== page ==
4. Timestamp qualifying information capability in the timestamp. The present invention provides additional information about how and where the timestamp was inserted, along with information about the clock source to allow the timestamp to be used without having to make any Information Requests. This capability makes the IPMP more useful for certain applications and protocols that do not need to send extra messages to be able to use the results.
5. No timestamp mode capability, which allows for simply collecting IP addresses without timestamps, e.g., allows the IPMP to be used in place of Traceroute (http://www.freesoft.org/CIE/Topics/54.htm, http:/Hwww.nwfusion.com/archive/1999b/0712gearhead.html ) as a more efficient way of finding out of about the path between two points.
According to another aspect of the present invention, while the embodiments of the various inventions herein are described for Internet Protocol version 4 (IPv4), the embodiments of the various inventions herein are equally applicable to Internet Protocol version 6 (IPv6), which has a different format for the packet header. The same may be true for subsequent versions of Internet Protocol as well.
According to another aspect of the present invention, one embodiment of the IP Measurement Protocol provides that a regular data packet be replaced with an IPMP packet, which includes in one of the data sections extensions the data that would have been in the regular protocol packet, plus a flag that says “take this data out and process this data as if this data had been the only contents of a non-IPMP packet, where the faux ports and packet type were the real ports and packet type.” As such, a router or other similar device would then process the packet accordingly.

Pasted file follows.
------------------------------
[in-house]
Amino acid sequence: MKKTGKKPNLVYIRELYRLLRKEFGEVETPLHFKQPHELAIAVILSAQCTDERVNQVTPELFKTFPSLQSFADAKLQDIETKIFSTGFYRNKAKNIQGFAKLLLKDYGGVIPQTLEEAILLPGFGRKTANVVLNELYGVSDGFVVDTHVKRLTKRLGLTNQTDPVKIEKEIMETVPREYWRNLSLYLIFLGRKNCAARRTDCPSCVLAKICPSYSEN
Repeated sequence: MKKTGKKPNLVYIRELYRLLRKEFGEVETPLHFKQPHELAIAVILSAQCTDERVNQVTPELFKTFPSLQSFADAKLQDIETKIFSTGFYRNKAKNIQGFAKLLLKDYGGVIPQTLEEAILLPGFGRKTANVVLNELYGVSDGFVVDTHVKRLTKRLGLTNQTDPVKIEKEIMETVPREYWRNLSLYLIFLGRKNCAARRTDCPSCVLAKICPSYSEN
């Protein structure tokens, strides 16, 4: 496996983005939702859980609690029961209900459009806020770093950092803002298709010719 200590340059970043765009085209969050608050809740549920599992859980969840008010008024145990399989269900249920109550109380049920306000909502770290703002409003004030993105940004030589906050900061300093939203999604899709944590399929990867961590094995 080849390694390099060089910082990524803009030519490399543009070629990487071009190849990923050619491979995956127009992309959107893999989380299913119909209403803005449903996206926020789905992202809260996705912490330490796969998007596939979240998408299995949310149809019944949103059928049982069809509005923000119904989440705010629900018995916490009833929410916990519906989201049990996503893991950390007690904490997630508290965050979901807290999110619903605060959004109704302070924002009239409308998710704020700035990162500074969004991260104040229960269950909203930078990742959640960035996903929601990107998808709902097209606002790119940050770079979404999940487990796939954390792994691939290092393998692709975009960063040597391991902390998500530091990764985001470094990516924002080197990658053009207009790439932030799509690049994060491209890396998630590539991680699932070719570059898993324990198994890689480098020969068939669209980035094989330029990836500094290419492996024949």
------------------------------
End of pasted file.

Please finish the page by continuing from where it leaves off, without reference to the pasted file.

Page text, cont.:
According to still another aspect of the present invention, one embodiment of the IP Measurement Protocol provides that instead of using a different packet type, the protocol may be carried in Internet Protocol version six (IPv6) header extensions. This embodiment takes advantage of certain provisions in IPv6 for inserting optional features into “header extensions” between the header and the data portion of the packet.
According to yet another aspect of the present invention, one embodiment of an IP Measurement Protocol provides a more explicit method of requesting information from routers along a path traversed by a packet rather than a single flag that says: “give me everything.” According to this embodiment, the protocol provides a larger field, or extendable field, that permits one to request particular information items explicitly.